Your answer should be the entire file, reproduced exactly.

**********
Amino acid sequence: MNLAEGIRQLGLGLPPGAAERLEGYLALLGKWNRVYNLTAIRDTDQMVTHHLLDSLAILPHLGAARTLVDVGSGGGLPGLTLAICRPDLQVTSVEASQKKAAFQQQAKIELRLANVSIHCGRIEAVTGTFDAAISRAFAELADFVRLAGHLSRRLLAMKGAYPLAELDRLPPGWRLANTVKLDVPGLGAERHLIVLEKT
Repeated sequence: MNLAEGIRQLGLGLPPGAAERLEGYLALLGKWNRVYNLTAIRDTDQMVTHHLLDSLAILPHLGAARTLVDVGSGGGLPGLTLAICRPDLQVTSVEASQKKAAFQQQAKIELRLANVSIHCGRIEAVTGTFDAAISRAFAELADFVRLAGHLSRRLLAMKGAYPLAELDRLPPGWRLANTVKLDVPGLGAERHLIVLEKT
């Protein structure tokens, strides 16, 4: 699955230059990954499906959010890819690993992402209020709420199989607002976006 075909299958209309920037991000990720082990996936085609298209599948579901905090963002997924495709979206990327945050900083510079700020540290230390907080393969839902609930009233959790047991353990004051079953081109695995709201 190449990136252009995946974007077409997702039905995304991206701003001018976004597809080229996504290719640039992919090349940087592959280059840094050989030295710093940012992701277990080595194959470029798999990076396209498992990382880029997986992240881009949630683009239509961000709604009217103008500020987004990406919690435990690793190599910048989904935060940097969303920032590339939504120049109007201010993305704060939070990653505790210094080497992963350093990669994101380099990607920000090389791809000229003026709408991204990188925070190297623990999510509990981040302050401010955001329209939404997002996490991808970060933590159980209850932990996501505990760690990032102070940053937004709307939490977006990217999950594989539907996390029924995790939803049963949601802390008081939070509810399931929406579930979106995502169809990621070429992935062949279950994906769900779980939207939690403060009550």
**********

Amino acid sequence: MNLAEGIRQLGLGLPPGAAERLEGYLALLGKWNRVYNLTAIRDTDQMVTHHLLDSLAILPHLGAARTLVDVGSGGGLPGLTLAICRPDLQVTSVEASQKKAAFQQQAKIELRLANVSIHCGRIEAVTGTFDAAISRAFAELADFVRLAGHLSRRLLAMKGAYPLAELDRLPPGWRLANTVKLDVPGLGAERHLIVLEKT
Repeated sequence: MNLAEGIRQLGLGLPPGAAERLEGYLALLGKWNRVYNLTAIRDTDQMVTHHLLDSLAILPHLGAARTLVDVGSGGGLPGLTLAICRPDLQVTSVEASQKKAAFQQQAKIELRLANVSIHCGRIEAVTGTFDAAISRAFAELADFVRLAGHLSRRLLAMKGAYPLAELDRLPPGWRLANTVKLDVPGLGAERHLIVLEKT
């Protein structure tokens, strides 16, 4: 699955230059990954499906959010890819690993992402209020709420199989607002976006 075909299958209309920037991000990720082990996936085609298209599948579901905090963002997924495709979206990327945050900083510079700020540290230390907080393969839902609930009233959790047991353990004051079953081109695995709201 190449990136252009995946974007077409997702039905995304991206701003001018976004597809080229996504290719640039992919090349940087592959280059840094050989030295710093940012992701277990080595194959470029798999990076396209498992990382880029997986992240881009949630683009239509961000709604009217103008500020987004990406919690435990690793190599910048989904935060940097969303920032590339939504120049109007201010993305704060939070990653505790210094080497992963350093990669994101380099990607920000090389791809000229003026709408991204990188925070190297623990999510509990981040302050401010955001329209939404997002996490991808970060933590159980209850932990996501505990760690990032102070940053937004709307939490977006990217999950594989539907996390029924995790939803049963949601802390008081939070509810399931929406579930979106995502169809990621070429992935062949279950994906769900779980939207939690403060009550």